Françoise De Valera James/Dreamstime
Freight Train Travelling Through Nevada © Françoise De Valera James Dreamstime

US Congress Approves Bill to Avert Major Freight Rail Strike

Dec. 2, 2022
The bill, approved by the Senate Thursday after passing with a bipartisan majority in the House of Representatives, effectively forces hold-out unions to accept a deal on higher wages, which a majority of unions had agreed to.

Editor's note: President Joe Biden signed the rail strike bill Friday, shortly before noon. 

The U.S. Congress passed legislation Thursday to avert a freight rail strike that would be potentially devastating for the economy, working to break an impasse between workers and management as the holiday season approaches.

The bill, approved by the Senate Thursday after passing with a bipartisan majority in the House of Representatives, effectively forces hold-out unions to accept a deal on higher wages, which a majority of unions already agreed to.

Under a 1926 law, Congress is empowered to resolve disputes between railroads and labor unions, as part of its power to regulate commerce.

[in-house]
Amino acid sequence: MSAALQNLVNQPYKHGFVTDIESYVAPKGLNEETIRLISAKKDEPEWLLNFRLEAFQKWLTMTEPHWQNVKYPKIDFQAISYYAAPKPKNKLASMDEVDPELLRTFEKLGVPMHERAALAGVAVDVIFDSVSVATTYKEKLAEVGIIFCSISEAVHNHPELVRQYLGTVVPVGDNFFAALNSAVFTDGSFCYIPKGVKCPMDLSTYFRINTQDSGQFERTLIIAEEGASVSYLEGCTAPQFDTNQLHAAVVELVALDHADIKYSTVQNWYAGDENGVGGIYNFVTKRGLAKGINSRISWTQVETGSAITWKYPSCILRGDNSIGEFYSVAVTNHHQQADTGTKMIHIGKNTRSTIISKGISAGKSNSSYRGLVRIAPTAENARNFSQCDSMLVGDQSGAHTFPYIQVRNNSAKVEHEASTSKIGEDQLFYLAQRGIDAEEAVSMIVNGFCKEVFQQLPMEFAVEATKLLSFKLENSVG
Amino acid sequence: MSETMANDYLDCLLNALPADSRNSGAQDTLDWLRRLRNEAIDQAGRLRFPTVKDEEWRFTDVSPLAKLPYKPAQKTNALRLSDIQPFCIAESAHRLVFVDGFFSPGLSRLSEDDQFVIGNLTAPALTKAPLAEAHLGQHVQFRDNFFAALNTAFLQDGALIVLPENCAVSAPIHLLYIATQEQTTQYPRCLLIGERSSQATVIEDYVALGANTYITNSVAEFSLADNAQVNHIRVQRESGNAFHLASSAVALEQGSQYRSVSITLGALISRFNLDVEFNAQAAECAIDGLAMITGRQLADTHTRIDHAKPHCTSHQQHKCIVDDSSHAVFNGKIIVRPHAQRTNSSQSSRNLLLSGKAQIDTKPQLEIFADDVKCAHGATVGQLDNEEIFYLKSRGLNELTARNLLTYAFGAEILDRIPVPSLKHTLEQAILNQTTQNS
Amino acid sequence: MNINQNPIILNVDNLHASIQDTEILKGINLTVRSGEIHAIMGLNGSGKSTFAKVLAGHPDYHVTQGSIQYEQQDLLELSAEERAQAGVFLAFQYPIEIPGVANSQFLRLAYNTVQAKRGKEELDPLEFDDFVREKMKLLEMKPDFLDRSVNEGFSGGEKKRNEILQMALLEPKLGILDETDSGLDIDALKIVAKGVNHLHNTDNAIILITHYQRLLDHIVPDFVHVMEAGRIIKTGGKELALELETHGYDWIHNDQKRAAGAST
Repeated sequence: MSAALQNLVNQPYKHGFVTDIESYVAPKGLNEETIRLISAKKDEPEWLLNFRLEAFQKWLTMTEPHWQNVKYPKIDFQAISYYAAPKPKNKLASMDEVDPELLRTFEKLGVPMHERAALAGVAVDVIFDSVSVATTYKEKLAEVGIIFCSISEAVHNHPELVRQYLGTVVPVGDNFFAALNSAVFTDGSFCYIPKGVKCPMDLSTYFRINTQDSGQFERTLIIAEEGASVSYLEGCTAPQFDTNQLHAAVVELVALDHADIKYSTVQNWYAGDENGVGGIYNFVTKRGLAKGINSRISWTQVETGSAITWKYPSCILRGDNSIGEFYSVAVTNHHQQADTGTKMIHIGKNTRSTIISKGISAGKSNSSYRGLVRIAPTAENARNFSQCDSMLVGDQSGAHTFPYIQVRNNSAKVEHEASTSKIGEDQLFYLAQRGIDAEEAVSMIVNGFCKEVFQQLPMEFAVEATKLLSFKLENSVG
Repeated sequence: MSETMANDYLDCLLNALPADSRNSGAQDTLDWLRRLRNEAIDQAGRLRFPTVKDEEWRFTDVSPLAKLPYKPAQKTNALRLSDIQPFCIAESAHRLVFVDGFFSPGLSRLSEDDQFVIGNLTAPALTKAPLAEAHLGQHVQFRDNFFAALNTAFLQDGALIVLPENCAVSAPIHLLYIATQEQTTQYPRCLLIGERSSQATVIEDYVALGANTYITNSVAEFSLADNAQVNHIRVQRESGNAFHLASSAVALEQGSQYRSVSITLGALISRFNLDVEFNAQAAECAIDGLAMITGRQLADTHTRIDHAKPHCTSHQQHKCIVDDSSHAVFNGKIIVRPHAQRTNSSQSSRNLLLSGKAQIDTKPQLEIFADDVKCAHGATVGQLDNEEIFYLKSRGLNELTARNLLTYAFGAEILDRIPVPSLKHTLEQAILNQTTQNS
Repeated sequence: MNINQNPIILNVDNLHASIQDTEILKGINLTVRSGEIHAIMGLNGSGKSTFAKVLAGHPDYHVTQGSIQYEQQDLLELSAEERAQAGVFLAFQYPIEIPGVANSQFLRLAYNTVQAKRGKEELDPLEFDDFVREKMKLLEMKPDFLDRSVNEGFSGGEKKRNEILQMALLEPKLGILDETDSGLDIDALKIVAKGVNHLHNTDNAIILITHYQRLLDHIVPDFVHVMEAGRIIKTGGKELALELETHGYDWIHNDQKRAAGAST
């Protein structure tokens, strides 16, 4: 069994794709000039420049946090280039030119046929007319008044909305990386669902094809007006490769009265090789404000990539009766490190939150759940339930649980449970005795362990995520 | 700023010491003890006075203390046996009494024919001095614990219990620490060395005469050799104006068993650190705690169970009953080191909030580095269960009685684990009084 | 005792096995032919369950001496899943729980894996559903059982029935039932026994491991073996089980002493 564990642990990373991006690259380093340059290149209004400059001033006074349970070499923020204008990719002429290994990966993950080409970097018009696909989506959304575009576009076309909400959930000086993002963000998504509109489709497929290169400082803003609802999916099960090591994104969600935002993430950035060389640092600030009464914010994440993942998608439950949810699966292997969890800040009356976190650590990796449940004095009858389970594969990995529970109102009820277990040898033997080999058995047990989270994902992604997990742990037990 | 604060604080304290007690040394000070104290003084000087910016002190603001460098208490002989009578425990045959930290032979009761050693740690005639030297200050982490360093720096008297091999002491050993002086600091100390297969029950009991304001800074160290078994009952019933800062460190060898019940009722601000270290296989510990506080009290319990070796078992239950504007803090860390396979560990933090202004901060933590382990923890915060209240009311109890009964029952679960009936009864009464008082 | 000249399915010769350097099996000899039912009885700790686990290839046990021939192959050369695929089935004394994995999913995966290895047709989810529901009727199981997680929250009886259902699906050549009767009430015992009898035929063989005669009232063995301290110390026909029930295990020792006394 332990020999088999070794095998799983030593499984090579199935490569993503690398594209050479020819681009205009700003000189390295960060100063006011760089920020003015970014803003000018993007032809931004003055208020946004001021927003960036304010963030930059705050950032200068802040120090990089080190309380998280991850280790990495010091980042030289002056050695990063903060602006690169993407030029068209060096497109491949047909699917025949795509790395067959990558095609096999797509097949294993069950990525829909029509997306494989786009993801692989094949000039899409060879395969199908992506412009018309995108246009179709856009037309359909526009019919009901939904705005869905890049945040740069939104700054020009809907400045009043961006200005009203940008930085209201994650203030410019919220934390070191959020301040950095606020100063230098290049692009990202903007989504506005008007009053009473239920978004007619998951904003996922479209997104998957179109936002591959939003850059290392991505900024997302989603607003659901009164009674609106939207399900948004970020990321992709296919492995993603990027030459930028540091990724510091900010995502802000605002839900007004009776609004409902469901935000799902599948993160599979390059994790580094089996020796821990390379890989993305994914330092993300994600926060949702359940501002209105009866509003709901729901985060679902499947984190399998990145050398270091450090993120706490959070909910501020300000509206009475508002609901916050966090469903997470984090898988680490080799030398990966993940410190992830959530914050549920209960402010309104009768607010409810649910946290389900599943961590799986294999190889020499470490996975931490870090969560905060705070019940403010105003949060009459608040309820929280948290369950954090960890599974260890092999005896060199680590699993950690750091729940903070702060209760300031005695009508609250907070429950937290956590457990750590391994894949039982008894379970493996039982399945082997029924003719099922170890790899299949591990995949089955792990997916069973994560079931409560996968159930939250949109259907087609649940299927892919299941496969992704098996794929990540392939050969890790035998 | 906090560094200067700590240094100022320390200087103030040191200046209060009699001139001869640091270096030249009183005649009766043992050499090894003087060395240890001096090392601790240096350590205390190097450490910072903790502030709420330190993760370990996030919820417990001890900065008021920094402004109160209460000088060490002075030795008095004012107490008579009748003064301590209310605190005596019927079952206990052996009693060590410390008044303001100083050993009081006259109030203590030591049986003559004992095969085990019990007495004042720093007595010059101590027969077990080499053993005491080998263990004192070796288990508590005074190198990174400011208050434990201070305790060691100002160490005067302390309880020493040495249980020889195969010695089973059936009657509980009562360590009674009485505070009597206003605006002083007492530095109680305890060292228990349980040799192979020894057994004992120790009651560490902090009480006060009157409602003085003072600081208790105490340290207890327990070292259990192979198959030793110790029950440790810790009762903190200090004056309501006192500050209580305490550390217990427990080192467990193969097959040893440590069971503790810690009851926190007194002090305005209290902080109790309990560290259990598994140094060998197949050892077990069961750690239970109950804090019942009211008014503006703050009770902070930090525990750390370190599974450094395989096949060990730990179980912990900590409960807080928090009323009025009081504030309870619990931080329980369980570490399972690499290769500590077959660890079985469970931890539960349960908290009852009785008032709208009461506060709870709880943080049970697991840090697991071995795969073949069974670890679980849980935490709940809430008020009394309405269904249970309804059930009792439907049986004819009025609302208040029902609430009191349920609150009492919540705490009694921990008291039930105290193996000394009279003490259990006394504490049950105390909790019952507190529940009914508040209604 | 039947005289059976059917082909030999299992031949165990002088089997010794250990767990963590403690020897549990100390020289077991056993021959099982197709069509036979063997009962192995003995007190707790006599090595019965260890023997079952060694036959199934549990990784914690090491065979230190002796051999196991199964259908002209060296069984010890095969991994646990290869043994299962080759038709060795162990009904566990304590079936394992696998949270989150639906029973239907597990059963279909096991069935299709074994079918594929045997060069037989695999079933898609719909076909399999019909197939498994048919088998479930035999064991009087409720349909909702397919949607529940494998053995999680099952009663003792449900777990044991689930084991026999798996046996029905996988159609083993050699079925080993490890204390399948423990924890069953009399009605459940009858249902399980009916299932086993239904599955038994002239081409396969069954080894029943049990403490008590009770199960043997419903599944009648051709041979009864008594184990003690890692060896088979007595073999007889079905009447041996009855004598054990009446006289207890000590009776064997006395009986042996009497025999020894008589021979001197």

A strike could see almost 7,000 freight trains come to a halt, costing more than $2 billion a day, according to the American Association of Railroads.

Around 28% of goods transported in the country are by rail, and a large-scale strike would have repercussions on multiple sectors.

President Joe Biden's administration had taken a hands-on approach to the long-running deadlock over a contract between organized labor and railroads, with cabinet secretaries in September taking part in all-night negotiations alongside union leaders and rail executives.

After the lengthy session, leaders from both sides announced a tentative agreement.

But since then, members of eight of the 12 rail unions approved the deal, while four voted it down.

Biden told reporters Thursday that he "negotiated a contract no one else could negotiate."

"We're going to avoid the rail strike, keep the rails running, keep things moving," he added, at a news conference with French President Emmanuel Macron.

Copyright 2022, Agence France-Presse

© Agence France-Presse

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